Lee Konitz: The Real Lee Konitz

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You know the experimental Lee Konitz; he isn’t here. No carefully-planned abstractions or sweating in a studio – everything is spontaneous, including the way it was made. The agent calls on a Friday: "Do you want to open in Pittsburgh on Monday?" He did, and a band was created with a few phone calls. The clubowner likes them and offers a second week; a group sound is forming, and Lee is impressed. Returning to New York on his off-day, he grabs a tape machine. Peter Ind sets up the mikes, rushes downstairs to hit the switch, then hustles back up to take his bass and start the show. Hectic, but the music isn’t: some good standards and familiar changes. Nothing fancy, but good enough for Lee to call it (at the time) his best work on records. There are some I like better, but this is good – and it’s real.

The sound is cozy, if a bit cloudy at times. You’re in the Midway Lounge, the band situated right behind the bar. No piano, but you never miss it: Billy Bauer’s on guitar, letting it ring with big chords. Lee’s tone is gentle and creamy, seamless as he cruises through "Straightaway". (Actually, it’s "All of Me" with a new theme.) Dick Scott jabs little accents while the cymbal rides steady; the sax rolls on, as smooth as ever. (Think Paul Desmond, with a little more guts.) It’s a joyous three minutes, and only the fade can stop the mood. (Some fades are abrupt; Konitz did the editing, and if a solo lagged or a note cracked, it never made the album.) Turn the sound up for "Foolin’ Myself": this is a workout for Ind, bending large with fat bouncy notes. (Somebody says "Yeah!", and I concur.)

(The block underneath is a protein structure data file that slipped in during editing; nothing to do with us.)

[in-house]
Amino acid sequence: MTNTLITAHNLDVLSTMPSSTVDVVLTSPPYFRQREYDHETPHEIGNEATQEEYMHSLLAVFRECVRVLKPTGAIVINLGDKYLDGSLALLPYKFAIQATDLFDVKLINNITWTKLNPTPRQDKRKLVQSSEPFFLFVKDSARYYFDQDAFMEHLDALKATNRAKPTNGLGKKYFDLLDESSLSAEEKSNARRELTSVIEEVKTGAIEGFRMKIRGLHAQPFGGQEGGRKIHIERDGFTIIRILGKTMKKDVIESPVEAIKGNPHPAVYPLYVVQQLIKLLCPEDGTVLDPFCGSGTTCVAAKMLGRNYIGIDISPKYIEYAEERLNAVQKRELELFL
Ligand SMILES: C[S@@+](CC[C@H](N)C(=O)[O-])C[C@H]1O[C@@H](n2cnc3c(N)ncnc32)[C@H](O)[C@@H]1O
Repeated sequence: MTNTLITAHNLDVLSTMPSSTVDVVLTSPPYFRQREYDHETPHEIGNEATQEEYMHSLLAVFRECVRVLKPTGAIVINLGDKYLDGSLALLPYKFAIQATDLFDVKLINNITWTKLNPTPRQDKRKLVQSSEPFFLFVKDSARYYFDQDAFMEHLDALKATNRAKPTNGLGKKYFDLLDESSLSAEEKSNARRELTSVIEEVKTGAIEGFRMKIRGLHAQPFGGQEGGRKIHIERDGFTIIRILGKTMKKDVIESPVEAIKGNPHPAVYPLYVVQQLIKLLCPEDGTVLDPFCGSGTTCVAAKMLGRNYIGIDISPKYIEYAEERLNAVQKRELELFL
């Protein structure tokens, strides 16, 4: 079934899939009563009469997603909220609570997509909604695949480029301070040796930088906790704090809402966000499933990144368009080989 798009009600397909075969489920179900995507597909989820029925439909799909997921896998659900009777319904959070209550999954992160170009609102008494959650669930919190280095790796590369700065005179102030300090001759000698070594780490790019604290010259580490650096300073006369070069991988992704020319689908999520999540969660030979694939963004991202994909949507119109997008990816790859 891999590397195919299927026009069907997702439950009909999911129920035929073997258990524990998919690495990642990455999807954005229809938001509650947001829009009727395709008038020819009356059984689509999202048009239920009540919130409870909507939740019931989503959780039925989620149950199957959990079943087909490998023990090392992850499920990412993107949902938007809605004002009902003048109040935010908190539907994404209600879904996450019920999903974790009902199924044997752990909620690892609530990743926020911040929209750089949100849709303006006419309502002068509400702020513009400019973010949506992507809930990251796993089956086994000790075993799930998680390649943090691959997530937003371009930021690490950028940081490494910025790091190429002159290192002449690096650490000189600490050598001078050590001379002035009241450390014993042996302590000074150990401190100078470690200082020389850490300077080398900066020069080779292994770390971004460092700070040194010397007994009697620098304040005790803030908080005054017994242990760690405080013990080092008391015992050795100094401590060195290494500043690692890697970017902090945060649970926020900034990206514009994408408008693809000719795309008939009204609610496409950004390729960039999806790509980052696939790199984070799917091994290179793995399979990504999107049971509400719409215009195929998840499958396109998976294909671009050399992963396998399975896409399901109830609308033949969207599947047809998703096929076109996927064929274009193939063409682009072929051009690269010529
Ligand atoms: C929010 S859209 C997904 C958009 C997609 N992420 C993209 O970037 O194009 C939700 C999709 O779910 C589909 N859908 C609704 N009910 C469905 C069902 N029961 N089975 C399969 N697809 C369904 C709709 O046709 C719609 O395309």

Things get real cozy for "You Go to My Head," and the alto has a cute little growl. Bauer goes loud and lush, like an organ in spots; Scott marches on, somber among the tenderness. (Lee hints an odd theme, heard in Warner Brothers cartoons; we hear it again in "Melancholy Baby.") There’s a high active chorus, then a slower take, and high again before it fades. (No! We want more...)

We get more with "Pennies in Minor", the album’s best with a special guest. (Don Ferrara, a friend of Konitz’, flew in for the weekend shows.) We begin at the end of a Bauer solo; is it an odd structure or an odd edit? The altered chords do wonders for the tune (you know what it’s based on); it’s changed into a nervous walk. Konitz does a kind of sidestep; behind him Ferrara and Bauer – and they’re thick as a brass section. Ind takes a nice springy solo; Bauer’s comp is an angel’s harp. The notes compare Ferrara to Roy Eldridge, but I don’t see it – more relaxed than Eldridge, he flutters soft notes in a friendly kind of way. He and Lee does a chorus together, then easy exchanges with Scott. (Not even a full chorus – the fade again prevails.)

"Easy Livin’" is a joy – another ballad, but in Lee’s sweet tone. (It’s so lovely a fan whistles along.) Billy’s comp is busier than normal, and the brushes are gold. Hear the crowd shat, and the rattle of glasses – this is made for relaxin’. (And applauding; it’s the only track where we hear it.) And we close with a jump: "Midway" bounces, the chords of "Indiana" and a theme close to "Donna Lee". The alto is breathless: ideas keep coming and the spirits are high. The end comes too soon, but the joy never ends – no wonder the club kept him another week.

Style: Straight-ahead/Mainstream


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